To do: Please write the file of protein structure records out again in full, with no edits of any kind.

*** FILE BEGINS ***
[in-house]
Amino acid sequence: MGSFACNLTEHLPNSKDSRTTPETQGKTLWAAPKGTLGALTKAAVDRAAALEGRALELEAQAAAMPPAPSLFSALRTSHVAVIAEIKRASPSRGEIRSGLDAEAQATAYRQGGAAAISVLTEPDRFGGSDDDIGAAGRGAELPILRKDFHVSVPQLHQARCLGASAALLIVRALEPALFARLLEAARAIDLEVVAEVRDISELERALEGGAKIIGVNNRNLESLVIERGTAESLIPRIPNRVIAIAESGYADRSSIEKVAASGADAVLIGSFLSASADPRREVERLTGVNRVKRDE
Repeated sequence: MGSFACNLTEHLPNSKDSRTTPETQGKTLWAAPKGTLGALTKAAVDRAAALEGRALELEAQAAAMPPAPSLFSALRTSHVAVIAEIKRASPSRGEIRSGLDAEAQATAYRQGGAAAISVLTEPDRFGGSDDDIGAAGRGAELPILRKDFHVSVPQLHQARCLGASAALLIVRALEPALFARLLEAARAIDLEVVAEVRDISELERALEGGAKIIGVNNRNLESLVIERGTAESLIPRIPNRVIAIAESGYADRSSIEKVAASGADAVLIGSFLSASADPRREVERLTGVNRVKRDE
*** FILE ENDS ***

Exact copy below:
[in-house]
Amino acid sequence: MGSFACNLTEHLPNSKDSRTTPETQGKTLWAAPKGTLGALTKAAVDRAAALEGRALELEAQAAAMPPAPSLFSALRTSHVAVIAEIKRASPSRGEIRSGLDAEAQATAYRQGGAAAISVLTEPDRFGGSDDDIGAAGRGAELPILRKDFHVSVPQLHQARCLGASAALLIVRALEPALFARLLEAARAIDLEVVAEVRDISELERALEGGAKIIGVNNRNLESLVIERGTAESLIPRIPNRVIAIAESGYADRSSIEKVAASGADAVLIGSFLSASADPRREVERLTGVNRVKRDE
Repeated sequence: MGSFACNLTEHLPNSKDSRTTPETQGKTLWAAPKGTLGALTKAAVDRAAALEGRALELEAQAAAMPPAPSLFSALRTSHVAVIAEIKRASPSRGEIRSGLDAEAQATAYRQGGAAAISVLTEPDRFGGSDDDIGAAGRGAELPILRKDFHVSVPQLHQARCLGASAALLIVRALEPALFARLLEAARAIDLEVVAEVRDISELERALEGGAKIIGVNNRNLESLVIERGTAESLIPRIPNRVIAIAESGYADRSSIEKVAASGADAVLIGSFLSASADPRREVERLTGVNRVKRDE